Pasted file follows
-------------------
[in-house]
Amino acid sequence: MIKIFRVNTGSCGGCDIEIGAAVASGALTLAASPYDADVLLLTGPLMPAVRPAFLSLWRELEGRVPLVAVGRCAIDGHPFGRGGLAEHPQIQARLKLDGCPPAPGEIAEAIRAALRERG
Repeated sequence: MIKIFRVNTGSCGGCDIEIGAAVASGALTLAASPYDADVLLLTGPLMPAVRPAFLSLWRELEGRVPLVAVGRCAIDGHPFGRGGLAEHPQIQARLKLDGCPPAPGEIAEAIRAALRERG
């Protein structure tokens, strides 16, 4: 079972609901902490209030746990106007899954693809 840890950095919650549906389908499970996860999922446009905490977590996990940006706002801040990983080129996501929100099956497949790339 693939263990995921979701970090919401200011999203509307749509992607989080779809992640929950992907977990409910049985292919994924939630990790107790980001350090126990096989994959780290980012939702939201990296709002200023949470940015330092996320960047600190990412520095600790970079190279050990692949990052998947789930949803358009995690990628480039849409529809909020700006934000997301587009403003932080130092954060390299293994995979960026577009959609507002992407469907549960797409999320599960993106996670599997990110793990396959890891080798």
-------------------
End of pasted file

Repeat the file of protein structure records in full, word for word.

[in-house]
Amino acid sequence: MIKIFRVNTGSCGGCDIEIGAAVASGALTLAASPYDADVLLLTGPLMPAVRPAFLSLWRELEGRVPLVAVGRCAIDGHPFGRGGLAEHPQIQARLKLDGCPPAPGEIAEAIRAALRERG
Repeated sequence: MIKIFRVNTGSCGGCDIEIGAAVASGALTLAASPYDADVLLLTGPLMPAVRPAFLSLWRELEGRVPLVAVGRCAIDGHPFGRGGLAEHPQIQARLKLDGCPPAPGEIAEAIRAALRERG
């Protein structure tokens, strides 16, 4: 079972609901902490209030746990106007899954693809 840890950095919650549906389908499970996860999922446009905490977590996990940006706002801040990983080129996501929100099956497949790339 693939263990995921979701970090919401200011999203509307749509992607989080779809992640929950992907977990409910049985292919994924939630990790107790980001350090126990096989994959780290980012939702939201990296709002200023949470940015330092996320960047600190990412520095600790970079190279050990692949990052998947789930949803358009995690990628480039849409529809909020700006934000997301587009403003932080130092954060390299293994995979960026577009959609507002992407469907549960797409999320599960993106996670599997990110793990396959890891080798």